Laura Bliss is CityLab’s west coast bureau chief, covering transportation and technology. She also authors MapLab, a biweekly newsletter about maps (subscribe here). Her work has appeared in the New York Times, The Atlantic, Los Angeles magazine, and beyond.
A biweekly tour of the ever-expanding cartographic landscape.
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Landsat on a gold mine
To put a spin on the last MapLab lede: If we didn’t know what the world looked like, the world would look pretty different.
That’s the thrust of Abhishek Nagaraj’s research. A professor at UC Berkeley’s Haas School of Business, Nagaraj devotes himself to the question of how maps not only reflect the world but also shape it, in terms of human behavior, political outcomes, and his speciality, economics. To earn his Ph.D., Nagaraj showed how the arrival of Landsat transformed the geographic and competitive landscapes of the gold mining industry, which has long depended on maps to target terrain for extraction.
Launched by NASA in 1972, Landsat is the satellite imaging program designed to map the entire surface of the earth, which it eventually did. But in the early years, different regions of the planet were captured by its orbiting eyes at a somewhat staggered pace.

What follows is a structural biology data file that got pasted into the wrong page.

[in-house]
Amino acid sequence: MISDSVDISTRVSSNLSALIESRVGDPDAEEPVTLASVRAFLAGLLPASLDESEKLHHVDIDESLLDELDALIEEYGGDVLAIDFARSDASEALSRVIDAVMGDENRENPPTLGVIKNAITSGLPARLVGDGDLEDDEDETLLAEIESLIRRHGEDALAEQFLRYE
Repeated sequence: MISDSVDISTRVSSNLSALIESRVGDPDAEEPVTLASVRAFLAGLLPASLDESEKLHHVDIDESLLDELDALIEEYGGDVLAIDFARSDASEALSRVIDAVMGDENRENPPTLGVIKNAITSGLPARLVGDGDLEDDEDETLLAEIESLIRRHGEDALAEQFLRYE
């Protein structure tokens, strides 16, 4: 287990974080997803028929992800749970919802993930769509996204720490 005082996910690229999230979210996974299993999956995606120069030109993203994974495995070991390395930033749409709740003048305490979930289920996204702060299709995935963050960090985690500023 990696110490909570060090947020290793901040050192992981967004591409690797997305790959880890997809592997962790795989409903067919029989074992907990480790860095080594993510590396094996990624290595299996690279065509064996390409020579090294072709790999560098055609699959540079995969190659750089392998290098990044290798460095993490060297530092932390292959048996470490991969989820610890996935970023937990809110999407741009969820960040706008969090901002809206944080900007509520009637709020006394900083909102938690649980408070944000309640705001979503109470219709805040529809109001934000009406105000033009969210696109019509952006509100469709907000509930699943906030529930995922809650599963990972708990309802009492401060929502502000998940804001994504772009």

In his dissertation, Nagaraj took the regions of the planet that were most extensively mapped in Landsat’s first 15 years and compared them to a private, hand-collected database of major gold discoveries dating back to the 1950s. Controlling for variables like the price of gold and the level of financial support for mining in each country, he found that Landsat maps doubled the likelihood of new gold discoveries in the areas they covered.
Part of the explanation, Nagaraj found, was that Landsat provided unprecedented public access to geographic knowledge. That helped mining startups compete with more established firms. Before, aerial images of the planet had to be taken by aircraft, an expensive proposition that only larger companies could afford in limited doses.
Not everyone will be thrilled to discover how extractive industries take advantage of government maps to do their work, environmentally devastating as it frequently is. But that’s the thing about information in the public domain—the U.S., at least, hasn’t generally put many limits on what can be done with it. But, on the Earth protection front, Landsat imagery is equally instrumental for climate researchers and first responders to fires, floods, and other disasters. As MapLab pondered earlier this month, how much more of the West would be burning if not for these views from space?
“Maps have a local impact,” Nagaraj told me earlier this summer. “It’s a story that plays out over and over again on a global scale. And don’t even get me started on interplanetary maps.”
Oh, I will get him started. In a future issue.